Whatever effects Brexit or general global economic stagnation may be having, it would appear that the automotive industry in the UK is carrying on its merry way. I know that neither of those were a consideration for me last December when i decided to upgrade my 5-series, the only thing that i thought about before taking the plunge, were my own personal needs and my budget.
And i’ve just learned that because of people like me, the number of cars on our roads continues to enjoy year-on-year growth in the region of half a million, bringing the total to more than 30 million. Not sure if thats a good thing or a bad thing but it does make for staggering reading, particularly for a country which forks out such a huge amount for public transport infrastructure. That said, the reality is that, outside London and other major cities, a car is simply a necessity. If you’re someone who is looking to either buy a car, or at least looking to upgrade significantly, you may be wondering what the best way to finance this may be.
There are a number of popular options, each with their own merits. Here’s a bit of background to five of them, and, hopefully, learning a bit more about them may allow you to zero in on the most suitable path for you.
Nothing technical about this option. If you have the savings to cover the cost of your new car, it is a very appealing way to go. Bear in mind, that with interest rates on current and savings accounts bordering on the derisory, there isn’t an obvious opportunity cost either. The two most important considerations are simply whether the savings spent on paying for the car could have been better spent elsewhere, and also to ensure that it doesn’t leave you short of cash in the immediate future.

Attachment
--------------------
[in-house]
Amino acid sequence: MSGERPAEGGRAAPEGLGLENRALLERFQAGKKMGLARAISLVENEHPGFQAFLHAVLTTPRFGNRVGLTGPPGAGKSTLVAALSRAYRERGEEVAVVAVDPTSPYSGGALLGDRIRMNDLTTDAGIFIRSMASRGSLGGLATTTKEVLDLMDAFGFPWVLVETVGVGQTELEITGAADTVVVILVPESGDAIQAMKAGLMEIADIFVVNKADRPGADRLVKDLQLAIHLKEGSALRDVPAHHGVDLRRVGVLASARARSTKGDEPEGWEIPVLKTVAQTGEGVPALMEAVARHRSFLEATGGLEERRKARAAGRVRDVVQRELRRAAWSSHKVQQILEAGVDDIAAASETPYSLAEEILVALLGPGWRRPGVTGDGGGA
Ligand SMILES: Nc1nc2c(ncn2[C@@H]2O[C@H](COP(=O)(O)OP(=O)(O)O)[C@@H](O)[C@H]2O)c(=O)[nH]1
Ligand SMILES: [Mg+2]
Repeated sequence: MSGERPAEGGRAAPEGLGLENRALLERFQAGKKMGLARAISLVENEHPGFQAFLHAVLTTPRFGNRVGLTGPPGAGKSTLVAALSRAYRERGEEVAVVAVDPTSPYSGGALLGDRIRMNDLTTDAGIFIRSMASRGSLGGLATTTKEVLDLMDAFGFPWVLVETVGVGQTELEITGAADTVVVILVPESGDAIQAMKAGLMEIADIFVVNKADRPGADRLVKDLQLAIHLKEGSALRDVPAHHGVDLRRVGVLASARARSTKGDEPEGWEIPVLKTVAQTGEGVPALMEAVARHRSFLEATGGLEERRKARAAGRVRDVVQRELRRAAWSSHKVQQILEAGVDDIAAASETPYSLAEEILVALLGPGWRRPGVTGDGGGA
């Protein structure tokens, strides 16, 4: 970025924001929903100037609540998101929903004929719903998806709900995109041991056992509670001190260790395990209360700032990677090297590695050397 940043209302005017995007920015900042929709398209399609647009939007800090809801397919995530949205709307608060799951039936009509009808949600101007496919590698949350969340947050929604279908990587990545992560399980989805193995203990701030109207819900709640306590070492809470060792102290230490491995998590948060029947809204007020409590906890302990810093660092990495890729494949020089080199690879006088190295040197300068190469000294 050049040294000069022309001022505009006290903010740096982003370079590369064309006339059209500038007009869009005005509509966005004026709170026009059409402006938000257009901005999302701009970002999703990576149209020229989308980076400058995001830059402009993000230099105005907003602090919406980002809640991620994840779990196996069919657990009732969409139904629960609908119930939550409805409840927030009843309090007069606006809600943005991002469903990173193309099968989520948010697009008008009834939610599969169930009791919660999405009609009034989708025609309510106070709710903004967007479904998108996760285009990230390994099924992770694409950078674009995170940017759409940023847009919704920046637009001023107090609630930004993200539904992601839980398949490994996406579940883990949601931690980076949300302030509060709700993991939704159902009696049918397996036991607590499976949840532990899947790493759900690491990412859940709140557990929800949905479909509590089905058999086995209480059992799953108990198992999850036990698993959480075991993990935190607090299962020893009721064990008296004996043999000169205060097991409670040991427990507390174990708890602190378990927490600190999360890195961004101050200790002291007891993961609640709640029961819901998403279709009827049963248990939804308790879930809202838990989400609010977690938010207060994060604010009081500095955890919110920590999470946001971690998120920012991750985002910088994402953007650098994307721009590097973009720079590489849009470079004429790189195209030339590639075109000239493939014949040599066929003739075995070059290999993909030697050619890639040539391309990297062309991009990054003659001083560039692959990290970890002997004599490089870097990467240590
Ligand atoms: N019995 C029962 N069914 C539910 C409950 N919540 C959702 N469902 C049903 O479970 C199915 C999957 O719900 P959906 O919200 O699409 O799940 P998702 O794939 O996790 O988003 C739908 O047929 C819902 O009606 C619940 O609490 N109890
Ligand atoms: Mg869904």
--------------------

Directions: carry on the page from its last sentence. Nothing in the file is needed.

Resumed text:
Car leasing effectively amounts to long-term rental. Contracts tend to be in the region of three years, and you’ll be liable only for the monthly payment you make (and additional extras like insurance). Maintenance costs are usually covered by the agreement, and monthly payments tend to be competitive. The only two important factors to consider are that there will be a mileage restriction, while at the end of the term, you won’t actually own the car, or have any equity thereof.
Personal Contract Purchase
This is essentially a form of leasing, and most differences are generally cosmetic. The crucial distinction between the two though is that with a personal contract purchase agreement, you will have the option of buying the car at the end of it via a so-called ‘balloon payment’.
This is an increasingly-used financing method which involves the customer putting up a deposit at the start of the agreement – usually 10 per cent. Thereafter, you make monthly payments in a similar fashion to the two schemes above. The important thing to note here though is that you don’t actually assume ownership of the vehicle until the final payment has been made.
Many people are quick to lump the any upfront costs of a car on credit card, but it can be rather foolhardy, given the rates of interest involved. Some might cite the convenience involved, but these days acquiring finance via a personal loan is incredibly quick and easy. Most platforms and providers allow you to complete the process entirely online, and pay outs are swift. The kicker though is that this increasingly competitive market has driven APRs down, so, provided you are comfortable with the level of debt you are taking on, this can be a very attractive car finance option.